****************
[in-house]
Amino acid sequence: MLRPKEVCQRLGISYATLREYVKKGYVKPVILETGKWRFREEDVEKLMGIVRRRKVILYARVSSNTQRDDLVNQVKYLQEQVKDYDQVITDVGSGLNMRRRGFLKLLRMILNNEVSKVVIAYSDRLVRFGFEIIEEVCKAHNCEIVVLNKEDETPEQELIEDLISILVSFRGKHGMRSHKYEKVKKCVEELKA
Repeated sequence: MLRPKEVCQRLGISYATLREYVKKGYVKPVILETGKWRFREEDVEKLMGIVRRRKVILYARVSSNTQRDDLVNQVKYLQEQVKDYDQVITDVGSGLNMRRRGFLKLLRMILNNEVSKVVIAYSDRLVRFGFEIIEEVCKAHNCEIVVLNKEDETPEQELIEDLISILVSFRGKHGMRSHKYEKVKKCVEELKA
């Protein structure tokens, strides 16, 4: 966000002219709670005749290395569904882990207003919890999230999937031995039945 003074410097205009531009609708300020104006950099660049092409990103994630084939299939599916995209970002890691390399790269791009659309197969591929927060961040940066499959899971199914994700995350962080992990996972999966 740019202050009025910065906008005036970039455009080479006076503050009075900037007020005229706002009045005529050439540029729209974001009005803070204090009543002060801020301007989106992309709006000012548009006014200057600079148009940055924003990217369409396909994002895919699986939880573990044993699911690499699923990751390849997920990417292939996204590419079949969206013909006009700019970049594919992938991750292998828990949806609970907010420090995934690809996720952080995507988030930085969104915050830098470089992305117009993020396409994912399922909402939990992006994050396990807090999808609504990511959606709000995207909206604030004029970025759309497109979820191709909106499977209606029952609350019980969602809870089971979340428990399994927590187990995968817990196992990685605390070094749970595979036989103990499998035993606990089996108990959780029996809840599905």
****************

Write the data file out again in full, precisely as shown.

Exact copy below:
[in-house]
Amino acid sequence: MLRPKEVCQRLGISYATLREYVKKGYVKPVILETGKWRFREEDVEKLMGIVRRRKVILYARVSSNTQRDDLVNQVKYLQEQVKDYDQVITDVGSGLNMRRRGFLKLLRMILNNEVSKVVIAYSDRLVRFGFEIIEEVCKAHNCEIVVLNKEDETPEQELIEDLISILVSFRGKHGMRSHKYEKVKKCVEELKA
Repeated sequence: MLRPKEVCQRLGISYATLREYVKKGYVKPVILETGKWRFREEDVEKLMGIVRRRKVILYARVSSNTQRDDLVNQVKYLQEQVKDYDQVITDVGSGLNMRRRGFLKLLRMILNNEVSKVVIAYSDRLVRFGFEIIEEVCKAHNCEIVVLNKEDETPEQELIEDLISILVSFRGKHGMRSHKYEKVKKCVEELKA
């Protein structure tokens, strides 16, 4: 966000002219709670005749290395569904882990207003919890999230999937031995039945 003074410097205009531009609708300020104006950099660049092409990103994630084939299939599916995209970002890691390399790269791009659309197969591929927060961040940066499959899971199914994700995350962080992990996972999966 740019202050009025910065906008005036970039455009080479006076503050009075900037007020005229706002009045005529050439540029729209974001009005803070204090009543002060801020301007989106992309709006000012548009006014200057600079148009940055924003990217369409396909994002895919699986939880573990044993699911690499699923990751390849997920990417292939996204590419079949969206013909006009700019970049594919992938991750292998828990949806609970907010420090995934690809996720952080995507988030930085969104915050830098470089992305117009993020396409994912399922909402939990992006994050396990807090999808609504990511959606709000995207909206604030004029970025759309497109979820191709909106499977209606029952609350019980969602809870089971979340428990399994927590187990995968817990196992990685605390070094749970595979036989103990499998035993606990089996108990959780029996809840599905």